The results confirm the importance of assessing the environmental influence directly from the artwork by monitoring distinctively its piece dimensional changes. The strategy foreseen may allow for long term preservation planning according to the safest conditioning dependent on the unique responses of each artwork under concern.
The length of time during which a material responds with a displacement between a pre-set time intervals of exposures can be used to evaluate the effect of changes in environmental conditions on the deterioration or stability of an object. In this way a characteristic reaction in relation to the environmental parameters such as the rate of change in RH can be revealed from the reaction of the materials immediately after the change and during the first hours. By observing this behaviour an immediate profile of the sensitivity is obtained by extrapolation even when the long term distribution of equilibrium moisture content is not achievable. Keeping data of assigned equilibrium time as a response to a constant value of stress taken from experimental data results in a comparative graph describing the material. Thus the graph is an indication of the flexibility of the material and the damage threshold.
The repeatability of holographic interferometry and the rapid acquisition of data associated with the technique, as compared to indirect techniques (for example with strain gauges ) are among the main advantages of the technique in the application involved. The application of holographic interferometry can be extended to a variety of artworks that respond dimensionally to environmental variations such as relative humidity (RH) and temperature (T), independently of material composition, surface texture, shape complexity and object dimensions.
Holographic interferometry monitoring represents a non-contacting, non-invasive and non-interventive way to record dimensional change directly from the surface of objects, providing data which indicates the degree of environmental influence. The obtained information is characteristic of the individual material/artwork response, essential for establishing climatic tolerance levels and critical in preventive conservation of individual artworks. Additionally the obtained knowledge is useful to characterise sensitivity levels of individual materials used in artworks enabling correlation from new material to aged masterpieces. Moreover as deformation that might occur in response to small variations in the environment is recorded, each sample's characteristic profile is discovered and can be used to predict long-term patterns of behavior based on short-term non-destructive investigations. Besides, by keeping interferometric fringe data over the years an artifact's fracture or material failure can be foreseen well before its occurrence. Therefore, sensitivity to environmental changes and onset of fatigue or damage can become identifiable and preventable. Additionally the inevitable and undesirable dimensional change which occurs due to induced thermal stress can be used as a dimensional sensor to characterize a baseline value for structural stability under a specific thermal load.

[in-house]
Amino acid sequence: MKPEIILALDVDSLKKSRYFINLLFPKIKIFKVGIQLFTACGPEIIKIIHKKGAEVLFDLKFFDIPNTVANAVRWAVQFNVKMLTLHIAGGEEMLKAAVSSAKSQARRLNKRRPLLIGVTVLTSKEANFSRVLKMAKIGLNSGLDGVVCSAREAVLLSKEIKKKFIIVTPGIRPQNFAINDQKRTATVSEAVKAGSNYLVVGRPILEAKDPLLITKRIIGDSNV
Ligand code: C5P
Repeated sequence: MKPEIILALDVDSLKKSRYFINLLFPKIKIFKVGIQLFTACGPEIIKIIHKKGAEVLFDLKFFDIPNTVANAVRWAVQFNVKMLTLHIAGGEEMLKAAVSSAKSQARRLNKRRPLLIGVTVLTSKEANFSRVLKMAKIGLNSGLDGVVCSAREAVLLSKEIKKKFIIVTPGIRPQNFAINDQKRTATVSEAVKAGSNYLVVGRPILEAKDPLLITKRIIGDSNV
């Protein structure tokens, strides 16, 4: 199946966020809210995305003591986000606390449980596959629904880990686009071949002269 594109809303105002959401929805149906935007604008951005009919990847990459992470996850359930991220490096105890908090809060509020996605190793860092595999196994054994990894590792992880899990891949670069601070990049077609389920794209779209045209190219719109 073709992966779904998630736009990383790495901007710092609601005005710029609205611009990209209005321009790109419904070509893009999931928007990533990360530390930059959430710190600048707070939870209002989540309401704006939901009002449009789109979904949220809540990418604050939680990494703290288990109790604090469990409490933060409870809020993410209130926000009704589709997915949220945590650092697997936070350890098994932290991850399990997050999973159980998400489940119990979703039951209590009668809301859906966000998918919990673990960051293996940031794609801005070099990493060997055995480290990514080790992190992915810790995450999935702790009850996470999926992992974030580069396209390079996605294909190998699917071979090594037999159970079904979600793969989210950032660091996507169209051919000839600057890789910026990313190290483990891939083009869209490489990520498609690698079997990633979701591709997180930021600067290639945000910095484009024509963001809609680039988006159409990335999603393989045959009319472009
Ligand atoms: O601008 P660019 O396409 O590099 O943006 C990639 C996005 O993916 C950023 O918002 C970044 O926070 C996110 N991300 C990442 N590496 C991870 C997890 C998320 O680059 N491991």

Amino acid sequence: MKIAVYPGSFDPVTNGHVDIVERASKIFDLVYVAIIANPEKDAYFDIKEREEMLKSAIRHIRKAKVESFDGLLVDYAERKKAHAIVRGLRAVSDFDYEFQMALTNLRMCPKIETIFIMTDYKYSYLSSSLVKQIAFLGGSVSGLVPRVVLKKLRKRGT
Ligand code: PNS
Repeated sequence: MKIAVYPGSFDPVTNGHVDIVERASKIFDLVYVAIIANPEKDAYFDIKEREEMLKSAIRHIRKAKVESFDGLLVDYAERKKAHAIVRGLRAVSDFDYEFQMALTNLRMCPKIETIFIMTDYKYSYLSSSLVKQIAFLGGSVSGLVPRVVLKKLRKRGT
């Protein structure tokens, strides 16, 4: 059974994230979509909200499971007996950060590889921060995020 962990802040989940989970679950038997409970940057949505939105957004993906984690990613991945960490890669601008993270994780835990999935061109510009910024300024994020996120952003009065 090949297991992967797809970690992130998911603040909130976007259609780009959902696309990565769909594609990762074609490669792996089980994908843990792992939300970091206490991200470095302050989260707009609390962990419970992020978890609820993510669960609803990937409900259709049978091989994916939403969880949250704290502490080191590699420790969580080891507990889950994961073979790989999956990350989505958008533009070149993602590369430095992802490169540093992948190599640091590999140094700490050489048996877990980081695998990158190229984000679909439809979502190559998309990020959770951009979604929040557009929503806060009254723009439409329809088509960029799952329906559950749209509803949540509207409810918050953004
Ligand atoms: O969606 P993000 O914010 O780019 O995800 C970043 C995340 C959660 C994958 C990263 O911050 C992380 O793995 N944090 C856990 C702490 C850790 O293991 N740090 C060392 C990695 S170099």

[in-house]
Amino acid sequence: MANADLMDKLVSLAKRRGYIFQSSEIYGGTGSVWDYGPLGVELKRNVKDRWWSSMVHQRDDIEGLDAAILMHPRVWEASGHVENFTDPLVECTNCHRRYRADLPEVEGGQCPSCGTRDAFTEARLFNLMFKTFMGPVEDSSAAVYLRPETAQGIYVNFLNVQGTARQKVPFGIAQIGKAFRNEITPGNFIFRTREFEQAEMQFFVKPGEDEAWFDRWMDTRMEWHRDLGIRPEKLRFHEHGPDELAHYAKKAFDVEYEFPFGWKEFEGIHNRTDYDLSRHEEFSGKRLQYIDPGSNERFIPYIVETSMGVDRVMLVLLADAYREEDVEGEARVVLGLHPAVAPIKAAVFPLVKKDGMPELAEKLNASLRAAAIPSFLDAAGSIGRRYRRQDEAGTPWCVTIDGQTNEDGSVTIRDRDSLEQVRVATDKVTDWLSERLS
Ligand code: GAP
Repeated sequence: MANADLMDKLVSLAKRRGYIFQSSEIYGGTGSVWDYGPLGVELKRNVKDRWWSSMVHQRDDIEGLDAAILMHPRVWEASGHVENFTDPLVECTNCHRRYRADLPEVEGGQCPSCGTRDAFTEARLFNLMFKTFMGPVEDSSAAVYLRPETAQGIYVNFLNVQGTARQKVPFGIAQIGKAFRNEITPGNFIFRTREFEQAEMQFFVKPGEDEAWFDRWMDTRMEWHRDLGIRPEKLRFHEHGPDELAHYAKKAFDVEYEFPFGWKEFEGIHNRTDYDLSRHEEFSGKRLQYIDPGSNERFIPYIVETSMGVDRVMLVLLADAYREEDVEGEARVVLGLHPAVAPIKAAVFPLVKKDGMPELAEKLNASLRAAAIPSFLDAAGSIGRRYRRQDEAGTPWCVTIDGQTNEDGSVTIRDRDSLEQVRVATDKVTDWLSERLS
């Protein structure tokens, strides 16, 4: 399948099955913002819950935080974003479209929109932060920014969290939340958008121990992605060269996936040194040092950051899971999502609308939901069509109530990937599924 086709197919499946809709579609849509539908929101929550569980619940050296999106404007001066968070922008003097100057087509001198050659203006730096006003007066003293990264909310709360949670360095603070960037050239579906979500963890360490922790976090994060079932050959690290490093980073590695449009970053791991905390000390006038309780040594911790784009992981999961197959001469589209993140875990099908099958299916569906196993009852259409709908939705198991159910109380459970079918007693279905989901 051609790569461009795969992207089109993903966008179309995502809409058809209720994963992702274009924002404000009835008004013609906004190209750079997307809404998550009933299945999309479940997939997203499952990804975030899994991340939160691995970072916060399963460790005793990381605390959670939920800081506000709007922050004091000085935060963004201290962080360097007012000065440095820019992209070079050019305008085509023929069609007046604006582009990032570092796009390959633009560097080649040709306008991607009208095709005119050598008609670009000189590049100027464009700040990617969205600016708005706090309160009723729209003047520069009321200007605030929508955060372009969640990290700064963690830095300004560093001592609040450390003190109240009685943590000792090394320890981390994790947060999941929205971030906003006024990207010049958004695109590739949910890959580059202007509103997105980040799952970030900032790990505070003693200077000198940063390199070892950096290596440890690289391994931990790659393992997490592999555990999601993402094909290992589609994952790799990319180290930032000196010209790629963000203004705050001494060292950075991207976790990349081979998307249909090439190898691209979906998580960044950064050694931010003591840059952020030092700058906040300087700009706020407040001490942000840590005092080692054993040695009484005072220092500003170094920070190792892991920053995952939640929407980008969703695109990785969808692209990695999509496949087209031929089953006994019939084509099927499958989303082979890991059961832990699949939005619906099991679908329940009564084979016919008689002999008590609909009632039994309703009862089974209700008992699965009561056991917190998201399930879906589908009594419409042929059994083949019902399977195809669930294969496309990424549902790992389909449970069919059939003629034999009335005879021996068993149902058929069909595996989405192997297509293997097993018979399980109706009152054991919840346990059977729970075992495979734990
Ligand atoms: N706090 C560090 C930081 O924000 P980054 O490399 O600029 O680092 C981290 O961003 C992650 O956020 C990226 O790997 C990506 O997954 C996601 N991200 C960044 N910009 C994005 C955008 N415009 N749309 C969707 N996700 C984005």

Monitoring of start-up dimensional processes can be used in stimulated samples to extrapolate reaction to specific changes in order to avoid accidental damage since start-up reactions are immediate and intense as the study proves. In this paper a fundamental study on conservation materials dimensional changes was presented. The experiments were performed in laboratory conditions while similar experiments for on-field applications in real environmental open air conditions using portable systems based on holographic digital speckle pattern interferometry are in progress.
The facilities provided for this project to be completed were thanks to the cooperation of complementary laboratories, the Holography Department of Royal College of Art, the Conservation Department of the Victoria and Albert Museum, the Applied Optics department of Imperial College of Science, Technology and Medicine, the laser and holography laboratories of Institute of Electronic Structure and Laser/Foundation for Research and Technology-Hellas, the conservation Department of National Gallery of Athens, the UV Laser facility of IESL/FORTH and the EC project MULTIENCODE SSP-0006427.
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|Table 1. Laser and Environmental parameters.|
|Lasers||Wavelength||Max power output||Pulse duration|
|Pulsed Ruby||694 nm||10 J||15 ns|
|Continuous wave Krypton-ion||647 nm||250 mW||20-30 s|
|Continuous wave Nd:YAG||530 nm||2 W||20-30 s|
|Photosensitive recording medium|
|AGFA holotest 8 e 75 hd red-sensitive, bb plates green sensitive, ccd|
|Environmental data recording medium|
|1600 Grant Squirrel meter-logger, type: sq 16–2u / 2l, Range:-10° C– 50°C, 0–95 % RH|
|Airtight box: 1 cm thick Perspex in a 30 cm cube equipped with an ultrasonic humidifier, heater, hotair gun and soluble salt solutions|
|Saturated salt solutions|
|Sodium Nitrate (NaNO3), 65% RH|
|Sodium chloride (NaCl), 75% RH|
|Potassium chloride (KCl), 85% RH)|
|Table 2. Experimental RH loading and unloading sequence scheme.|
|Phase||Loading/ % RH||Unloading/ %RH||Rate of Change of RH/%RH.h-1|